South African drinks-makers often look offshore for trends that might take hold at home. Visiting the home of Scotch, Boplaas distiller Daniel Nel recently encountered a country-wide wave of whisky innovation underway – some of which Boplaas has led to great acclaim in South Africa.  Daniel accompanied his father, Boplaas co-owner and cellarmaster Carel Nel, on a visit to the region. Boplaas’s own distilling heritage began with the making of fine potstill brandy and dates to 1880. In addition to its range of acclaimed brandies, the family distillery produces award-winning gin and whisky.

“The UK distilleries of England and Scotland fall in one of the oldest regions in the world to consistently distil quality spirits,” he says. “When I arrived in London I was amazed to see all the small gin distilleries. What amazed me even more is that the same craft distilleries are now producing whisky, distilled and aged in London.”  The London Distilling Company was recently the first distillery to release a London Whisky in over a century and East London Liquor Company will soon add a London Whisky to the gin and vodka in its portfolio.

“The Lakes Distillery is another very young distillery of the Lakes District, one of the most beautiful regions in the UK. From day one they’ve worked with the goal to make a benchmark quality English malt whisky.”

In Scotland the Nel’s visited large-scale single malt producers Glenfiddich, Strathisla, Torabhaig, Glenfarclas, Glencadam, Knockdhu and Macallan. “Macallan recently spent £140-million on a state-of-the-art, semi-underground distillery that opened a couple of months ago,” says Daniel. “The Macallan 60YO 1926 single malt recently sold for $1,1-million at auction, making it to most expensive whisky ever sold.”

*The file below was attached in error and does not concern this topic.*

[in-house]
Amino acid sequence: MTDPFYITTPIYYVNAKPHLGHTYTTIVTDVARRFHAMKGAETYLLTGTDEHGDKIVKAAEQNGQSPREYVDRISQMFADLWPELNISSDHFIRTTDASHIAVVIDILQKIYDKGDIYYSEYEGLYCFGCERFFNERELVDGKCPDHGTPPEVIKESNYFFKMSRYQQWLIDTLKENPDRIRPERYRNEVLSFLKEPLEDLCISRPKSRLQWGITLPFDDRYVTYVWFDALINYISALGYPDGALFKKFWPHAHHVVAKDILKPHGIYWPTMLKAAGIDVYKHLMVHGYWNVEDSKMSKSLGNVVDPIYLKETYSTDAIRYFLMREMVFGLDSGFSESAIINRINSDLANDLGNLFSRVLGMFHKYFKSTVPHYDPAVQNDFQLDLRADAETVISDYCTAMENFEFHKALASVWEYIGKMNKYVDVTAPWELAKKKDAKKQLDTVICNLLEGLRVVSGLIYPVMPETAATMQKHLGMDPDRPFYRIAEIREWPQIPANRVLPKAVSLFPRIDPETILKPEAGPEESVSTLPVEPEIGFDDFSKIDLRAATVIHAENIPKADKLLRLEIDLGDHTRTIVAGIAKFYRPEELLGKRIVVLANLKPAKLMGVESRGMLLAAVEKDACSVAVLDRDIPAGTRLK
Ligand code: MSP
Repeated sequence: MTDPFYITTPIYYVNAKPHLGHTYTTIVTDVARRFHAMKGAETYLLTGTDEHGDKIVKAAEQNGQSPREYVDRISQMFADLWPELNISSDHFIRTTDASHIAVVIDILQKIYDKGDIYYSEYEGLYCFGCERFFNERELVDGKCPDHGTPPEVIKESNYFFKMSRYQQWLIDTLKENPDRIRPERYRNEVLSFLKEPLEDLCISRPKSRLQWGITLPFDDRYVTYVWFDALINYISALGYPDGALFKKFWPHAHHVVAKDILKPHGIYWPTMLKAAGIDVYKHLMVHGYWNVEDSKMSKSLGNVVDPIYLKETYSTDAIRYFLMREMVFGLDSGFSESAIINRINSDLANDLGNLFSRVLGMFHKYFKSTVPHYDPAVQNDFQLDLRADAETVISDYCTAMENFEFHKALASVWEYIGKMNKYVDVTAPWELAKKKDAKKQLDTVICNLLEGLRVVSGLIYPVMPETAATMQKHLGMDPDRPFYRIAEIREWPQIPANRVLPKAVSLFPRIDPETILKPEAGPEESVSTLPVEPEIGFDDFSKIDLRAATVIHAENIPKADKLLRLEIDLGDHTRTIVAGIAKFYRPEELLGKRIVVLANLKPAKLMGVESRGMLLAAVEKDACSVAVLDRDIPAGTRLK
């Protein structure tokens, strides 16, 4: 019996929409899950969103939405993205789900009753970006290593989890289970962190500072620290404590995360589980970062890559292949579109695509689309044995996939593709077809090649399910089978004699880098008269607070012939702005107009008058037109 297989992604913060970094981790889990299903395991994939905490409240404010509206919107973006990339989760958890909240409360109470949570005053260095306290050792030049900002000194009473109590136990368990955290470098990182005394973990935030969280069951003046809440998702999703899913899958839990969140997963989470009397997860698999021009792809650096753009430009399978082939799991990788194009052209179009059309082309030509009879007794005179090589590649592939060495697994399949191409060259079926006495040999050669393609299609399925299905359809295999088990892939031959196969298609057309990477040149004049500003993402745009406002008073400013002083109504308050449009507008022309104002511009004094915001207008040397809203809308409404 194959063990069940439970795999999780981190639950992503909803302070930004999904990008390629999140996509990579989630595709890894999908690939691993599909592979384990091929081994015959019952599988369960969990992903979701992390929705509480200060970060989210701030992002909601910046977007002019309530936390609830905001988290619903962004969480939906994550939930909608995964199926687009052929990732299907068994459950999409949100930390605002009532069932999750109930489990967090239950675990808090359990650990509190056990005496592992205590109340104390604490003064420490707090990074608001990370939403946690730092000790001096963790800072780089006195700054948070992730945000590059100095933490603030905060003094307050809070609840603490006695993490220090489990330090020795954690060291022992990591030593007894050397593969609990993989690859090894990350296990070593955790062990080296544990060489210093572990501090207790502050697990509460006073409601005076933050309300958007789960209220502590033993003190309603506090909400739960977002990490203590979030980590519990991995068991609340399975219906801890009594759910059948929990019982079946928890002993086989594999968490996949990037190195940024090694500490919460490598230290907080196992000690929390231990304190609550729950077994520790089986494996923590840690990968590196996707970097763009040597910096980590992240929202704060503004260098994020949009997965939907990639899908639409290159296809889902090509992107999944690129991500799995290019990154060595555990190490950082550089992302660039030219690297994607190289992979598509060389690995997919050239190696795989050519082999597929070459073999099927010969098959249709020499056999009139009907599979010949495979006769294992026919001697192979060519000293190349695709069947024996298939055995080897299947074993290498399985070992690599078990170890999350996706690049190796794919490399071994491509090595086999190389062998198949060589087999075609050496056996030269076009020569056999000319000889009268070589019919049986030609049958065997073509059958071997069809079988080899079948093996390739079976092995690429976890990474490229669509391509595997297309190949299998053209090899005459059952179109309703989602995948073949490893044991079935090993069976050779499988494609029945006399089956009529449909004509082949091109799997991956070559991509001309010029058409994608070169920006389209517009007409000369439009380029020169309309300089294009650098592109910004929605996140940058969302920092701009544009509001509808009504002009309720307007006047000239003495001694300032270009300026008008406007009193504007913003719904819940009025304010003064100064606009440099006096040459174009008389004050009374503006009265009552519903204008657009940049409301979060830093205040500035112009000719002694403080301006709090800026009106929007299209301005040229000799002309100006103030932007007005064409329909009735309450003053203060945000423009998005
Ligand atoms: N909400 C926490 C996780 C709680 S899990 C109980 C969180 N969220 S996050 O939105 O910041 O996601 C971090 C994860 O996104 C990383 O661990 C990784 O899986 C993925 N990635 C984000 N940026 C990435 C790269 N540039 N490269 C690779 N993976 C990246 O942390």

At the Glencadam distillery, close to Dundee, they were invited to taste the distillery’s 13YO, 17YO and 21YO whiskies. “The most interesting one was the 17YO Portwood expression, initially aged in old Bourbon casks before it was extra matured in Portwood hogsheads for 2-3 years.  The port-seasoned casks give the whisky a wine-like sweetness on the nose and palate, finishing off with nutty, spicy fruitcake aromas.”

Of special interest for the team from Boplaas, which is renowned for its champion port wines – was the use of port barrels in whisky-making. “Some of the most exceptional single malt expressions from the likes of The Balvenie, Glenmorangie, Tomatim and Dowmore use port-seasoned casks, giving the whisky an extra dimension of depth, complexity and richness,” says Daniel. “The port cask is also one of the most expensive and rarest used by the industry. What makes these port cask whisky expressions even more exclusive is when they specify the actual style of port that the barrel was used for.”

In the production of its own single grain whisky, Boplaas has conducted its own experimentation with different casks – to great reception. “One of our latest expressions to be released soon was aged in ex-Bourbon casks for a minimum of five years before it was extra matured in ex- Boplaas Cape Tawny Casks for one year,” Daniel says. “The Cape Tawny gives a richness of dried white fruits like peaches and apricots, coupled with butterscotch, almonds and pecan nuts. The Boplaas Cape Tawny Cask Whisky received a platinum medal at this year’s Michelangelo Wine & Spirits Awards, making it the best South African whisky at the show.”

For more information, contact Boplaas at boplaas@mweb.co.za or visit www.boplaas.co.za

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